Being a Tottenham fan means a couple of things.
It means you're often geared to expect the worst from your team, even if things are looking up.
It means thinking you're not allowed nice, shiny, excellent things.
It means copping a load of flack from your friends and colleagues.
But we are allowed nice things, and you're certainly allowed to be optimistic when a good thing - a thing that seemed almost impossible and unthinkable at the start of the year - pokes up out of nowhere with a remarkable, unwarranted interest in taking the club forward.
This good thing is Antonio Conte.
The news of his potential arrival as Spurs' managerial successor for Jose Mourinho has accelerated in the last couple of days, with any reunion with old boss Mauricio Pochettino likely to be put on the backburner for now because of how messy his situation at Paris Saint-Germain is.
What's odd about Conte joining Tottenham is how he doesn't seem to fit many of the specifications typically associated with being the club's manager, especially those that were reiterated by Daniel Levy when he addressed Spurs fans at the end of the club season. He's not seen as a project man - notably only lasting two seasons each with both Chelsea and Inter - while his tactical approach isn't synonymous with a free flowing style of play.
He's even been painted with that same 'winner' brush Tottenham fans were so sick of hearing about former manager Mourinho. But that would be unfair. Not because he isn't a winner - he clearly is, with five top titles to his name with Juventus, Chelsea and Inter - but he does have a clear playing identity, one which is certainly a lot more progressive than 'hoof the ball forward, hope the best players perform outrageously in front of goal and invite pressure onto your own'.
What is extremely encouraging is how Conte has coerced some brilliant performances from players you'd think were bin fodder. Victor Moses found incredible form at right wing back during Chelsea's Premier League title win in 2016/17, while forgotten former Manchester United defenders Ashley Young and Matteo Darmian played somewhat important roles in Inter's recent triumph.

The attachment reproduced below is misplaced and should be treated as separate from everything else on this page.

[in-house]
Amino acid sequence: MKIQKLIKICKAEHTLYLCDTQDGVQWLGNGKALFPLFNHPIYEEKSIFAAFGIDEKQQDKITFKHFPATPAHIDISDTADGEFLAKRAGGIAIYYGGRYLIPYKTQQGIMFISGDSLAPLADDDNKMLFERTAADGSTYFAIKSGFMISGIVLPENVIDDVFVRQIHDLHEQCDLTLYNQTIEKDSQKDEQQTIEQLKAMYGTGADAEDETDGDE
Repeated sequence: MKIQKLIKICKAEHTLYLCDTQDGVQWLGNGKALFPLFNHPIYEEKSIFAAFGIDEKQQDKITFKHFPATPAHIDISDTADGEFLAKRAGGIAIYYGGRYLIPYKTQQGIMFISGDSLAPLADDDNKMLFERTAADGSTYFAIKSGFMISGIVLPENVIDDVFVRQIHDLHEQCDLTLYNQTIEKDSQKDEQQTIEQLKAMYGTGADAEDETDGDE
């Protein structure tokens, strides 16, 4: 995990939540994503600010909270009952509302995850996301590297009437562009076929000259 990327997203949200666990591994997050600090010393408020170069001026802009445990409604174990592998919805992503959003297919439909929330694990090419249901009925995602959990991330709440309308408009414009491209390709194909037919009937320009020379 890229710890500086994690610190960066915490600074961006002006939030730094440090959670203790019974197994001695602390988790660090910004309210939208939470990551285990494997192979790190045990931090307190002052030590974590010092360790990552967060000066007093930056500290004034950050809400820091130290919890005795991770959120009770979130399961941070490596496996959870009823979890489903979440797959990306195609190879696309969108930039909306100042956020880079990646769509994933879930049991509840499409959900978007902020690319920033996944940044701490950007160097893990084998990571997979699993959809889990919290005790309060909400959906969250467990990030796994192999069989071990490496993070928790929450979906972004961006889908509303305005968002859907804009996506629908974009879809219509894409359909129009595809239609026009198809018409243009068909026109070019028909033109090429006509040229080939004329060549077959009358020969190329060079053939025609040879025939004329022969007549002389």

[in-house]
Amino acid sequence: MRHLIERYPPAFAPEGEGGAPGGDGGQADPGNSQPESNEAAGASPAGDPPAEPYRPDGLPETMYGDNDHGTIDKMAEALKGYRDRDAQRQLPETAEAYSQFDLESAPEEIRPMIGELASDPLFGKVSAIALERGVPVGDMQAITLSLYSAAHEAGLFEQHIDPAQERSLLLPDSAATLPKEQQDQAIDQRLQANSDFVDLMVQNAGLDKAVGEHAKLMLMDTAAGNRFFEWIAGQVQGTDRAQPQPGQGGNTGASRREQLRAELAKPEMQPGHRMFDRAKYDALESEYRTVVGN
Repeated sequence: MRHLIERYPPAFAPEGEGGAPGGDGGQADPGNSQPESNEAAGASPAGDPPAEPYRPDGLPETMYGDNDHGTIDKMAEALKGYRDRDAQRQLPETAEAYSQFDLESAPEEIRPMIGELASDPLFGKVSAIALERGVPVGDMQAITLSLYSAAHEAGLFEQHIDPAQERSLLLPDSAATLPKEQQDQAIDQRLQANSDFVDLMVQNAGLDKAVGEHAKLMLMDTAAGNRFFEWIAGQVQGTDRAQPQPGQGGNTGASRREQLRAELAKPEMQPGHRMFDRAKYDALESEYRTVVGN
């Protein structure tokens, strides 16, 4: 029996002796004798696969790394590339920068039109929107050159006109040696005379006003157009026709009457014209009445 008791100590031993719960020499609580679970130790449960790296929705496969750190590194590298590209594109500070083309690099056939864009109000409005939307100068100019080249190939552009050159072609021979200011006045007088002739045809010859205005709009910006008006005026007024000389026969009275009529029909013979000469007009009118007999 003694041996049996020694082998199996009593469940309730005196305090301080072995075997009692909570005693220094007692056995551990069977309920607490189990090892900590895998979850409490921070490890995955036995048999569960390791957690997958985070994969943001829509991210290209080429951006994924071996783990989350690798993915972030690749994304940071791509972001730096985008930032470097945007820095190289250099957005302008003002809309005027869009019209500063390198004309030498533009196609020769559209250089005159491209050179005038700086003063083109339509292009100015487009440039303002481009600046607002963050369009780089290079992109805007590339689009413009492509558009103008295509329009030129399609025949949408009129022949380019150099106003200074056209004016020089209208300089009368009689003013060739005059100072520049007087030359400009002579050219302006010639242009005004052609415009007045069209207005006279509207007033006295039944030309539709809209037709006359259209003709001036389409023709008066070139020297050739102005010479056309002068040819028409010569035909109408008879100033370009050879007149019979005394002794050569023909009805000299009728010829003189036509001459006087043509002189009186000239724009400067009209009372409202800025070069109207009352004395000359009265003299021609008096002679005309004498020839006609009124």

Tottenham's squad is hardly a blockbuster one, but plenty of fans have been brainwashed into thinking it's full of complete no-hopers. In reality it's good, but they've needed a clean slate for the best part of two years.
They were caught in the fire of a burned out Pochettino's final months at the club, while Mourinho didn't do enough to unite the squad. Instead, divisions appeared and he quickly set out to save his own reputation, deflecting criticism of him onto his players.
It's a good squad, even if it still requires some surgery and goodbyes, and if a few of those unreliable defenders can be squeezed out and some better ones brought in to tighten things up, Tottenham will be a better outfit sooner rather than later.
It's quite a stunning move and one that seems to have come out of nowhere. Hilariously, before all that Harry Kane news started to emerge, the calibre of managers being linked were not especially exciting. Robert Martinez, Graham Potter, Nuno Espirito Santo - all fine managers in their own right, but hardly candidates who got the average Spurs fan beating their chest and dreaming of a brighter future. But afterwards? Suddenly Pochettino wanted to come back and now it looks like Daniel Levy has charmed Conte.
Again, like Mourinho, it's an odd partnership. Conte will need summer funds to perform an overhaul, and various reports have claimed Kane won't be sold as the Italian is a big fan - something he's gone on the record about in the past.
The power dynamic will be interesting to see, but there wouldn't be much point appointing Conte if the handbrake was still on. They either give him all the tools to build Tottenham in his image or it'll be a another disastrous 18 months.
Spurs fans are allowed to be excited by Conte. Fresh off a title win, he's a more progressive coach than most give him credit for, and there are enough players in the squad for him to get a tune out of.
Does that make you feel any more optimistic? Probably not if you're of a Tottenham persuasion. It never seems to work out. But the signs are good and the manager is excellent, and that shouldn't get lost in the news cycle, even if the match doesn't quite seem to fit.